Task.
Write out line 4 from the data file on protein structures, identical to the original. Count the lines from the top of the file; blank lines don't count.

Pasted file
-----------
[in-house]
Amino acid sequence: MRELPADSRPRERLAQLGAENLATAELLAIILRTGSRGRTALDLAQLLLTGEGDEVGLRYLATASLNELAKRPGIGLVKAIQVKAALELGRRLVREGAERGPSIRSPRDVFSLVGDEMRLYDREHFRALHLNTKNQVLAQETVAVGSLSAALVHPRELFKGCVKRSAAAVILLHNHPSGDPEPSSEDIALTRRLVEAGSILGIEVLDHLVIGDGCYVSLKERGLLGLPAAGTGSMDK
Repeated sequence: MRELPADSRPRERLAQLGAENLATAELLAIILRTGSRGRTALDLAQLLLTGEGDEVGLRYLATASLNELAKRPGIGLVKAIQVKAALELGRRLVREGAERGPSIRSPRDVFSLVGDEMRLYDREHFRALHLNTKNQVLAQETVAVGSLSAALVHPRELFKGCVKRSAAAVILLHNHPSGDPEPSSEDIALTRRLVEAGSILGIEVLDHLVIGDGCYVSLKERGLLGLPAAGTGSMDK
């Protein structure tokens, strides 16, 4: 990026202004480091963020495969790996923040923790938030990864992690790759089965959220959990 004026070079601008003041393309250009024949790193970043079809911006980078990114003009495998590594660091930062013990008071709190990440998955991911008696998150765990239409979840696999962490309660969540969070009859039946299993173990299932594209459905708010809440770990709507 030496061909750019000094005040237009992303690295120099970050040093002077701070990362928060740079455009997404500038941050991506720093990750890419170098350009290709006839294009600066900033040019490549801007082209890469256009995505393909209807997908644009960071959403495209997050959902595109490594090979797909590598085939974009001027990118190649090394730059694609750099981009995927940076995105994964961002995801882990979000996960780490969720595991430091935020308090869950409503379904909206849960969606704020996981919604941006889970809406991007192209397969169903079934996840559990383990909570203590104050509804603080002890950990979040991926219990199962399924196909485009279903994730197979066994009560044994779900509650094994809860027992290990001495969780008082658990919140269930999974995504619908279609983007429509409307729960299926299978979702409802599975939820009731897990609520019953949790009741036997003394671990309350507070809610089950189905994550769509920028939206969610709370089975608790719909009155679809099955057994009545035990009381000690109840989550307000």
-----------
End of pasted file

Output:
């Protein structure tokens, strides 16, 4: 990026202004480091963020495969790996923040923790938030990864992690790759089965959220959990 004026070079601008003041393309250009024949790193970043079809911006980078990114003009495998590594660091930062013990008071709190990440998955991911008696998150765990239409979840696999962490309660969540969070009859039946299993173990299932594209459905708010809440770990709507 030496061909750019000094005040237009992303690295120099970050040093002077701070990362928060740079455009997404500038941050991506720093990750890419170098350009290709006839294009600066900033040019490549801007082209890469256009995505393909209807997908644009960071959403495209997050959902595109490594090979797909590598085939974009001027990118190649090394730059694609750099981009995927940076995105994964961002995801882990979000996960780490969720595991430091935020308090869950409503379904909206849960969606704020996981919604941006889970809406991007192209397969169903079934996840559990383990909570203590104050509804603080002890950990979040991926219990199962399924196909485009279903994730197979066994009560044994779900509650094994809860027992290990001495969780008082658990919140269930999974995504619908279609983007429509409307729960299926299978979702409802599975939820009731897990609520019953949790009741036997003394671990309350507070809610089950189905994550769509920028939206969610709370089975608790719909009155679809099955057994009545035990009381000690109840989550307000």